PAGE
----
Los Angeles Mayor Eric Garcetti is asking companies that design and print college admission papers to stop inquiring about students’ criminal records.
Garcetti, a Democrat, believes “the mere inquiry about criminal history” can persuade a would-be college applicant to forego higher education.
According to the Los Angeles Times, Garcetti joined 32 other mayors in a letter to Common Application Association and Universal College Application, asking them “to remove any box that inquires into a person’s past criminal history from … admissions applications.”
Los Angeles Mayor’s Office of Reentry manager Kimberly Guillemet said, “Any box that inquires into criminal history has a strong chilling effect on applications in general. We know that when people see any box asking about their criminal background, a lot of them assume that they won’t have a chance to be admitted on their merits and they won’t pursue the process.”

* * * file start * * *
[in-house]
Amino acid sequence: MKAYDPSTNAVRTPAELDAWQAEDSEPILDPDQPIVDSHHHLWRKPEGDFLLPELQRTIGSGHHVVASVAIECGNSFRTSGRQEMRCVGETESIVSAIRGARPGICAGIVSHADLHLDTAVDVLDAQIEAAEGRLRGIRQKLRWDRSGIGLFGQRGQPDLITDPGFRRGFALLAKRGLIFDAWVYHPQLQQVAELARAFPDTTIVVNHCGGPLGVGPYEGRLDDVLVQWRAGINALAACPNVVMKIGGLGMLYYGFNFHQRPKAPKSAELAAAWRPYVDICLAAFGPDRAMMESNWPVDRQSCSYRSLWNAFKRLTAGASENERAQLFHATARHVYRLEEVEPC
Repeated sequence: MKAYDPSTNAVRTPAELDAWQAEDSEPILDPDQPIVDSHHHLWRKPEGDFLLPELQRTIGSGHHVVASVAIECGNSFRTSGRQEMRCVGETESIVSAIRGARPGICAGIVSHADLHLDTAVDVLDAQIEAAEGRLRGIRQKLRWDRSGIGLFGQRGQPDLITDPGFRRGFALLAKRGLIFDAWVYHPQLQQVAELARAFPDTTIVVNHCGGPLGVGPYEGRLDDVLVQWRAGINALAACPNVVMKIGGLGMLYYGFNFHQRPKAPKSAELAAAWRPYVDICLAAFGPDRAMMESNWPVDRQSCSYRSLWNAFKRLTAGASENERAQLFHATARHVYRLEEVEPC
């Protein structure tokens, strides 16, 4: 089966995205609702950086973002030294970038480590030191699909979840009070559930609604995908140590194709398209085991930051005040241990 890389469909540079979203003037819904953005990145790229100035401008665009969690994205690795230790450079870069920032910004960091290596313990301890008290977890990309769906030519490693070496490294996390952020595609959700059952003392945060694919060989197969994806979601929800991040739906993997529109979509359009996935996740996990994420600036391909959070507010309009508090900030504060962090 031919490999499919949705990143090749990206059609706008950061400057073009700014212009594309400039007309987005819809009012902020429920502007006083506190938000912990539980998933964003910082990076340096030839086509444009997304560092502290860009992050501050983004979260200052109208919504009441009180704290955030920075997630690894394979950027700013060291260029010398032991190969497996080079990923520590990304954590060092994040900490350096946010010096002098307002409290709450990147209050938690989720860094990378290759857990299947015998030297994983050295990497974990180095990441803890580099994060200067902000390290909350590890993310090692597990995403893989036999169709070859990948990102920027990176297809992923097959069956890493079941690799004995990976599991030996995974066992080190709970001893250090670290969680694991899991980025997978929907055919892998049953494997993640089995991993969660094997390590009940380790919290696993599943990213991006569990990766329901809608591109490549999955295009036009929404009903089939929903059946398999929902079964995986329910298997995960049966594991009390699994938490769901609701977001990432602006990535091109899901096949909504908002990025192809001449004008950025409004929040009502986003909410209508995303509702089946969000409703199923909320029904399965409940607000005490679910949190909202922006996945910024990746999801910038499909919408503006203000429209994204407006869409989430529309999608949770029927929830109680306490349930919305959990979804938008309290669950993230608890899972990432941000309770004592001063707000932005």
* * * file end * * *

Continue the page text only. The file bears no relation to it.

The Common Application — which provides the applications for Stanford and USC, among others — has already “tweaked” its application for Fall 2016. A question that previously asked the applicant if they had ever been “convicted or judged guilty” of a “felony, misdemeanor, or other crime” will no longer contain the words “other crime.”
College Application senior director Aba Blankson said the words “other crime” were “too ambiguous.”
Garcetti is trying to make amends with the “Black Lives Matter” movement, which has singled him out over the past two years over the Los Angeles Police Department’s treatment of minorities. During the heated controversy over the 2014 shooting of Ezell Ford, Garcetti attended a fundraiser in Washington instead of the inquiry into Ford’s death. He was chased out of a town hall meeting in the black community the following year.
AWR Hawkins is the Second Amendment columnist for Breitbart News and political analyst for Armed American Radio. Follow him on Twitter: @AWRHawkins. Reach him directly at firstname.lastname@example.org.